Google is working on a VR headset, and while you may think you already knew that, you’re only partially right.
The company is said to be working on two headsets, including a completely standalone viewer that doesn’t require tethering to a smartphone, computer or game console, according to sources speaking with the Wall Street Journal. This would make it the first standalone VR headset we’ve seen.
Google is also reportedly working on a more advanced version of Google Cardboard, which we’ve heard previously. This new version won’t just be a paper shell for a phone, but rather come stocked with chips and sensors, according to the WSJ.
A more advanced, perhaps even plastic smartphone-based viewer is a logical move for Google if it can keep it cheap, but a more interesting bit here is the standalone viewer.
Untethered, users could more freely roam and enjoy the experience, not least because they won’t need an expensive PC or console set-up to make it possible.
Oculus Rift is shipping for $599/£499/AU$649, but that’s just for the headset. When factoring the price of the PC needed to run the virtual reality experience, you’re looking at an investment of over $1,500 (£1035, AU$2,110).
Google’s standalone device doesn’t sound cheap, but even at half the price of a full Rift set-up, it already has Rift beat in one big way. Of course, whether the hardware and experience are enough to convince users to fork over several hundreds of dollars of dough to begin with is another question altogether.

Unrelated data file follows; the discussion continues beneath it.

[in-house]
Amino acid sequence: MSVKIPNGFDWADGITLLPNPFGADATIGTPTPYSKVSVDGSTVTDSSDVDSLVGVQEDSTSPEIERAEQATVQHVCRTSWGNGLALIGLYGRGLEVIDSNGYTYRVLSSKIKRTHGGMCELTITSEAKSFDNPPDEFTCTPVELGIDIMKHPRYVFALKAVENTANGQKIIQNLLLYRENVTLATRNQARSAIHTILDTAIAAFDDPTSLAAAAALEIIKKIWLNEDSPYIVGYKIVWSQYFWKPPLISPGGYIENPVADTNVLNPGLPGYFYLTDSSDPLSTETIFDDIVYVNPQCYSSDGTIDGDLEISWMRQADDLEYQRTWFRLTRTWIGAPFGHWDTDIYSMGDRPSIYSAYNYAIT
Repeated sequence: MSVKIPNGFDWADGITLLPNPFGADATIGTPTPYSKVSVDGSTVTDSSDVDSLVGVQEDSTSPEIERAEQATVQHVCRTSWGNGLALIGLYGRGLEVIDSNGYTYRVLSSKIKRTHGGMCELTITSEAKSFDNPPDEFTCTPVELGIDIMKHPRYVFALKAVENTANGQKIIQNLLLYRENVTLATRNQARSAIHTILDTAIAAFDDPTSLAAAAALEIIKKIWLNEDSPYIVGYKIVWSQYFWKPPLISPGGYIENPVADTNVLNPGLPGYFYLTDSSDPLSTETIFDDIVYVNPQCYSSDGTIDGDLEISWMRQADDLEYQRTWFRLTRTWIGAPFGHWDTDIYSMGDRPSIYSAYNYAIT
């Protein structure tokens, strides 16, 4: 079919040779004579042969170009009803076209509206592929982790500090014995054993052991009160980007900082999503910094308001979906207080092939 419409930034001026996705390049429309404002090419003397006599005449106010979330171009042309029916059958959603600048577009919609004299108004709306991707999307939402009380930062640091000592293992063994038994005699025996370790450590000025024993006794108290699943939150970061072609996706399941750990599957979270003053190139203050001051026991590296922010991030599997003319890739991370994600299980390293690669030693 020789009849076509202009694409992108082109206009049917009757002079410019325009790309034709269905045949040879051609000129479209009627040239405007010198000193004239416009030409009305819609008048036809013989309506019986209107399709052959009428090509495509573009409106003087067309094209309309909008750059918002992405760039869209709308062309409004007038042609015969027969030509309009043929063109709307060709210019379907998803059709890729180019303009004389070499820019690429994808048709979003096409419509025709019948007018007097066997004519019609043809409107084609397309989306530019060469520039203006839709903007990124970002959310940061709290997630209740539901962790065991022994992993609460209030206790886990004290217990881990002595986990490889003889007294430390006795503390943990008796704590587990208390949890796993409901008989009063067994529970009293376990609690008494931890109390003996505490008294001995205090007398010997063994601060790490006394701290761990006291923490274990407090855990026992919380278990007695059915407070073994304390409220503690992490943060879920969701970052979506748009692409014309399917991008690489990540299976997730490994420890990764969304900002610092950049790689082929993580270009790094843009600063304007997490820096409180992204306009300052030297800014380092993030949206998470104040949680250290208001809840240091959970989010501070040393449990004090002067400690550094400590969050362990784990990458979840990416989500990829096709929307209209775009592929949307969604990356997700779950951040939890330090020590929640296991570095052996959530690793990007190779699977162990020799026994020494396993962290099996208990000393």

More Google VR headset details
As for the viewers specs, it’s said to have a screen, “high-powered processors” and cameras that face out.
Movidius, a company we heard attached to Google a short time ago for another reason, is said to be providing chips that will use the cameras’ feeds to track user head motion. That’s important because, unlike Oculus Rift, which uses a PC’s processors and other external cameras to track head motions, Google’s headset could operate on its own.
Just when we’ll see the new headset is up in the air. It could be later this year, or it may not be far enough along to release anytime soon. Or, Google could decide to kill the product altogether.
As for the updated Cardboard, it may show its face at Google IO in May. Google is reportedly even going so far as tweaking a new version of Android, presumably Android N, to be more compatible with VR usage. One change potentially coming is the ability to the screen to stay on without the user needing to constantly touch it.
Google is going full-boar into VR, making moves that not only HTC, Samsung and Oculus are probably keeping a close eye on, but also Apple. The Cupertino company is said to be developing its own VR headset though it’s unclear what kind of configuration it will ultimately go with. Google is setting the bar high if today’s report is true, making the VR wars all the more intriguing.